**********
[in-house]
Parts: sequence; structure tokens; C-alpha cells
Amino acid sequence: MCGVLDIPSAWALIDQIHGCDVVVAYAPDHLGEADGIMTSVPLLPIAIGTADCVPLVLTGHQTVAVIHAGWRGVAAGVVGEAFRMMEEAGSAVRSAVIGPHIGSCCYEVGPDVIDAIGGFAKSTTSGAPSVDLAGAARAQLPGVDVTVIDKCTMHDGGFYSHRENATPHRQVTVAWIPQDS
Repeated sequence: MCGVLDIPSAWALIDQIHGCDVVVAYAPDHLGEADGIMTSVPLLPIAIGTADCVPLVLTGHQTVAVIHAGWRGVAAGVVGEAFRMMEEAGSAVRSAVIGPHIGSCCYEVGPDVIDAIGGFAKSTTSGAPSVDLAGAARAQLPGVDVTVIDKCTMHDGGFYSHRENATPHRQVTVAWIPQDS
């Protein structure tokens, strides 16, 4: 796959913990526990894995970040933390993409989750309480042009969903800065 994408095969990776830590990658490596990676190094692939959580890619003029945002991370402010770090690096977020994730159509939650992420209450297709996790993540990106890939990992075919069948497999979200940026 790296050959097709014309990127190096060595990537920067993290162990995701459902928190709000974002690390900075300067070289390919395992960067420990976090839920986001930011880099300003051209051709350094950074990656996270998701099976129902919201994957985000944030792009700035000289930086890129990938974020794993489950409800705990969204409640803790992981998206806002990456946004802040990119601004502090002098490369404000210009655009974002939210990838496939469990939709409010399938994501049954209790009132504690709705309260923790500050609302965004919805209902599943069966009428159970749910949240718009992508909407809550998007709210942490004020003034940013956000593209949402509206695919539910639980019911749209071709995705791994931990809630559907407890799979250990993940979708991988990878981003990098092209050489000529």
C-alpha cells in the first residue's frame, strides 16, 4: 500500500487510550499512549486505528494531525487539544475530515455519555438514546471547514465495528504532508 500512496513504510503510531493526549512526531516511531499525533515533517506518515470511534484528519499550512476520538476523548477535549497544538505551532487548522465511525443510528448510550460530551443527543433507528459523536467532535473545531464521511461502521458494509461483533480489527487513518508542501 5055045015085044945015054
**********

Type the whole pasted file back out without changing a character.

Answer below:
[in-house]
Parts: sequence; structure tokens; C-alpha cells
Amino acid sequence: MCGVLDIPSAWALIDQIHGCDVVVAYAPDHLGEADGIMTSVPLLPIAIGTADCVPLVLTGHQTVAVIHAGWRGVAAGVVGEAFRMMEEAGSAVRSAVIGPHIGSCCYEVGPDVIDAIGGFAKSTTSGAPSVDLAGAARAQLPGVDVTVIDKCTMHDGGFYSHRENATPHRQVTVAWIPQDS
Repeated sequence: MCGVLDIPSAWALIDQIHGCDVVVAYAPDHLGEADGIMTSVPLLPIAIGTADCVPLVLTGHQTVAVIHAGWRGVAAGVVGEAFRMMEEAGSAVRSAVIGPHIGSCCYEVGPDVIDAIGGFAKSTTSGAPSVDLAGAARAQLPGVDVTVIDKCTMHDGGFYSHRENATPHRQVTVAWIPQDS
């Protein structure tokens, strides 16, 4: 796959913990526990894995970040933390993409989750309480042009969903800065 994408095969990776830590990658490596990676190094692939959580890619003029945002991370402010770090690096977020994730159509939650992420209450297709996790993540990106890939990992075919069948497999979200940026 790296050959097709014309990127190096060595990537920067993290162990995701459902928190709000974002690390900075300067070289390919395992960067420990976090839920986001930011880099300003051209051709350094950074990656996270998701099976129902919201994957985000944030792009700035000289930086890129990938974020794993489950409800705990969204409640803790992981998206806002990456946004802040990119601004502090002098490369404000210009655009974002939210990838496939469990939709409010399938994501049954209790009132504690709705309260923790500050609302965004919805209902599943069966009428159970749910949240718009992508909407809550998007709210942490004020003034940013956000593209949402509206695919539910639980019911749209071709995705791994931990809630559907407890799979250990993940979708991988990878981003990098092209050489000529």
C-alpha cells in the first residue's frame, strides 16, 4: 500500500487510550499512549486505528494531525487539544475530515455519555438514546471547514465495528504532508 500512496513504510503510531493526549512526531516511531499525533515533517506518515470511534484528519499550512476520538476523548477535549497544538505551532487548522465511525443510528448510550460530551443527543433507528459523536467532535473545531464521511461502521458494509461483533480489527487513518508542501 5055045015085044945015054